Scrum basics using fun games

For a training on Scrum and Agile I was planning to give I was looking for games to play during the course to explain some basic things. Ofcourse we would be playing the XP game but I wanted something more to explain some other fundamentals.

One of the games I found interesting during my own trainings was Goldratt’s dice game. For the training I was preparing an adjusted version of Goldratt’s dice game. As you might know Goldratt’s dice game illustrates the effects on variation in processes and its effects on cycle time. You can find a simulation of it at

Next to that I wanted to have another game to illustrate the effects of having large inventory and the difference between push and pull production. After a few minutes searching the web I found the CUPS game. (

The Cups game is about the difference between push and pull production. It helps you illustrate its effects on inventory, costs, rework and ability to respond to change. One of the main things of being Agile is of course your ability to react to change and generate feedback, see

I found that the outcomes of these games are easily related back to Lean and Scrum principles and that they can be used to have some fun and easily explain things during training.

How does Scrum relate to Goldratt’s dice game?
Using Goldratt’s game you illustrate that in order to maximize throughput you should minimize variation in processes. Scrum helps you achieve this by minimizing disruptions of work and achieving a sustainable pace throughout the project!. See also

How does Scrum relate to the CUPS game?
The CUPS game helps you illustrate that we should limit work to capacity and keep inventory low if we want to be agile and effective. If not, your cycle time will go up and as a result your agility down! Scrum offers a way to limit work to capacity through its sprint planning. We know that during sprint planning the amount of selected work should be based on the team’s capacity.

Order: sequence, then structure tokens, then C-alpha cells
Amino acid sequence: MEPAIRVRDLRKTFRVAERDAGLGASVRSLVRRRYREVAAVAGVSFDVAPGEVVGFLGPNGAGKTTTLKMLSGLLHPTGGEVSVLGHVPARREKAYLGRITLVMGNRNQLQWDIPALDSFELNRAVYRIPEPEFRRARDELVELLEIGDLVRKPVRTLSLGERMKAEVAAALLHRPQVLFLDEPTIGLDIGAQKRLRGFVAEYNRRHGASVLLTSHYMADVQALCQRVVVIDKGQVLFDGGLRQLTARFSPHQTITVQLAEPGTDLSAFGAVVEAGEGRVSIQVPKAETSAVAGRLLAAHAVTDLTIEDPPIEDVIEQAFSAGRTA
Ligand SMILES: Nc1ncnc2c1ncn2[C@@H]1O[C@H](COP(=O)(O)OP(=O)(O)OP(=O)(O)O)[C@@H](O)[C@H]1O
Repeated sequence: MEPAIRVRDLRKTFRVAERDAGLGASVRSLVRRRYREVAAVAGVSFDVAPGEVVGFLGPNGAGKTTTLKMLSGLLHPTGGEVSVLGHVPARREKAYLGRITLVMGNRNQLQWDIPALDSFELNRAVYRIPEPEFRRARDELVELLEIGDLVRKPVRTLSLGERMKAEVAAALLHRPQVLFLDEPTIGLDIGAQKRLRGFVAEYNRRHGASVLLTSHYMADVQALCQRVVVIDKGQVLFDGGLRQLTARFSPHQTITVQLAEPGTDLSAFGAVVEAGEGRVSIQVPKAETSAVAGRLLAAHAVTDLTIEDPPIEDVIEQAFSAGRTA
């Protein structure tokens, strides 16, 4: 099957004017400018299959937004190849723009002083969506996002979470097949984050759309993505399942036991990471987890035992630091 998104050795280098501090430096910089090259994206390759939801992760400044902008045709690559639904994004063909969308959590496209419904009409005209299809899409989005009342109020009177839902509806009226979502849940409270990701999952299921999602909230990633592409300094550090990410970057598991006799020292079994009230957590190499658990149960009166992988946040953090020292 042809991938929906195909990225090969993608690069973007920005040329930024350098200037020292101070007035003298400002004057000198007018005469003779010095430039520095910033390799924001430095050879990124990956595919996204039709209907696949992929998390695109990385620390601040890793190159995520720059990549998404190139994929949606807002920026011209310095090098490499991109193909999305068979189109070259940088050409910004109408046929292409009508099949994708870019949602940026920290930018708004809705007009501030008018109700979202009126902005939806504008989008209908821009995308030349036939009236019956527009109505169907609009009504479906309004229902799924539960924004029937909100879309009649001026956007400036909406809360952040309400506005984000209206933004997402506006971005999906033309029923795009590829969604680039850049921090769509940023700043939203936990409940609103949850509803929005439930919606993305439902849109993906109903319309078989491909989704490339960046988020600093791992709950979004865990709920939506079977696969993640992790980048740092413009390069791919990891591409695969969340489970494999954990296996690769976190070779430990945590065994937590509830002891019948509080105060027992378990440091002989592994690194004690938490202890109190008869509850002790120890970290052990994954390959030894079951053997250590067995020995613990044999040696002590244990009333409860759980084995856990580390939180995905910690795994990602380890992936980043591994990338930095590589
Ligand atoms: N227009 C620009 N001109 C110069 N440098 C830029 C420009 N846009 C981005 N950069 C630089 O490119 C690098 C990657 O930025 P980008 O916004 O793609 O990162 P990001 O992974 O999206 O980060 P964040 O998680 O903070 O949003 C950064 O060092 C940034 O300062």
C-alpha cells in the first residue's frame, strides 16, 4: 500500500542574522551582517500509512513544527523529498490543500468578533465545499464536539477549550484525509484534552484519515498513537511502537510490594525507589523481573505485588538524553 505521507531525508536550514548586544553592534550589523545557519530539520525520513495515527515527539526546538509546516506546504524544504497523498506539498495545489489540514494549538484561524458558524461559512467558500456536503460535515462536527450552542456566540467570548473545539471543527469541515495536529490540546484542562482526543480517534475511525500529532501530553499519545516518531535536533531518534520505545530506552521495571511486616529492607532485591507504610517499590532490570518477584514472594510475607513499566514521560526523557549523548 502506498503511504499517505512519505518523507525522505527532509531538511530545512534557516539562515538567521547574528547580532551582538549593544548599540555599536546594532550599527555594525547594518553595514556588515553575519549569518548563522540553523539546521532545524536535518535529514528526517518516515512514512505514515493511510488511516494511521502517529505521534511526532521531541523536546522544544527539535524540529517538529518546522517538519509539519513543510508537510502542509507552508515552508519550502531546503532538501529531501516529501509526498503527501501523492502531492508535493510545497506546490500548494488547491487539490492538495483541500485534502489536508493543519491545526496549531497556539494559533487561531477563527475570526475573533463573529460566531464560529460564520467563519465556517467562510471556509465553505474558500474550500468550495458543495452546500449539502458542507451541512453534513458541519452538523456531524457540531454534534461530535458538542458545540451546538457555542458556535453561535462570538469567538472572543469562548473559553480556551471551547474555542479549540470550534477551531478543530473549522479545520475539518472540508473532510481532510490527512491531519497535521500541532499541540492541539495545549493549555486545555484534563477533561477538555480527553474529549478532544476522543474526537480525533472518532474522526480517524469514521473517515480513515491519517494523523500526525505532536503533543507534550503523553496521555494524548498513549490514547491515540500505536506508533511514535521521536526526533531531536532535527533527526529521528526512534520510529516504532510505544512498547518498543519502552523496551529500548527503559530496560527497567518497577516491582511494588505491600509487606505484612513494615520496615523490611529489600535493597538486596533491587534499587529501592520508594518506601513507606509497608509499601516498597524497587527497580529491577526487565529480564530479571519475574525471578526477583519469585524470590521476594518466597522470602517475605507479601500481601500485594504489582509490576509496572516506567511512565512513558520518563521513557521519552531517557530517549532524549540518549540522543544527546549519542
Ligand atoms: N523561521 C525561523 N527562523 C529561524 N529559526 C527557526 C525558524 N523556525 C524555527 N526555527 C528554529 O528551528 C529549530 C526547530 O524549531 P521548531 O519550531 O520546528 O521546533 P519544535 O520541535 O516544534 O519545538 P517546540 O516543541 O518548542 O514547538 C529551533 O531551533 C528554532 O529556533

There is also Little’s Law stating that WorkInProgress (WIP) = CycleTime (CT) * ThroughPut (TP). So to be able to respond quickly to change you should minimize the CT. We know that one way to achieve that is to minimize WIP. For a Scrum project you could say that the WIP is equal to the Sprint Backlog and the number of Product Backlog stories that are worked out in detail. So what is the minimum WIP that you should use? Again Scrum has some simple principles to help out. One of them being that we should focus on the top product backlog user stories the next sprint. So working on these and detailing them before the next sprint planning takes place is a good idea. How much work should be detailed? well… at least the team’s current capacity! I prefer to use the plan, do, check, adapt cycle. So I would first see how it goes with a WIP of about 2 times (sprint backlog and detailed stories on the product backlog) the team’s capacity and then take it from there.

If you want to have some extra fun during the CUPS game you could do so by changing requirements during the process.

Have fun!

The power of early feedback

Just last week a I witnessed again the great power of early feedback.

While starting up a small project I had several meetings with the overall project manager and several stakeholders discussing things like planning and needed resources. The project manager insisted that the work should be done within a certain time limit and that I should tell him the resources needed to deliver the project on time.

I gave him a idealistic planning based on his time limit and stated that after the first sprint a more accurate plan would be available. I requested several people to join the team and things like on site location, hardware for testing etc. Most of the requests were not fulfilled….
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Scrum resourcing woes

I ran into some interesting problems when implementing some Scrummaging practices. One problem that I faced had to do with idle time of projects members.

The company I’m currently working for does its projects using the waterfall approach. The structure of the company supports the waterfall, the way of working of
the individual departments, their geographical locations, the strict separation of roles etc are all optimized for the ‘throw over the wall’ culture.
After some evangelism some managers got convinced to give Scrum a try on their projects. The projects had started about a year ago, but in that year they
had been working on architecture and requirement documents. So everything up till now was waterfall oriented. Funding was ‘fixed’, functionality was ‘fixed’, release date was ‘fixed’ etc. Now that we had the architecture and requirements we ‘only’ needed to build the system.

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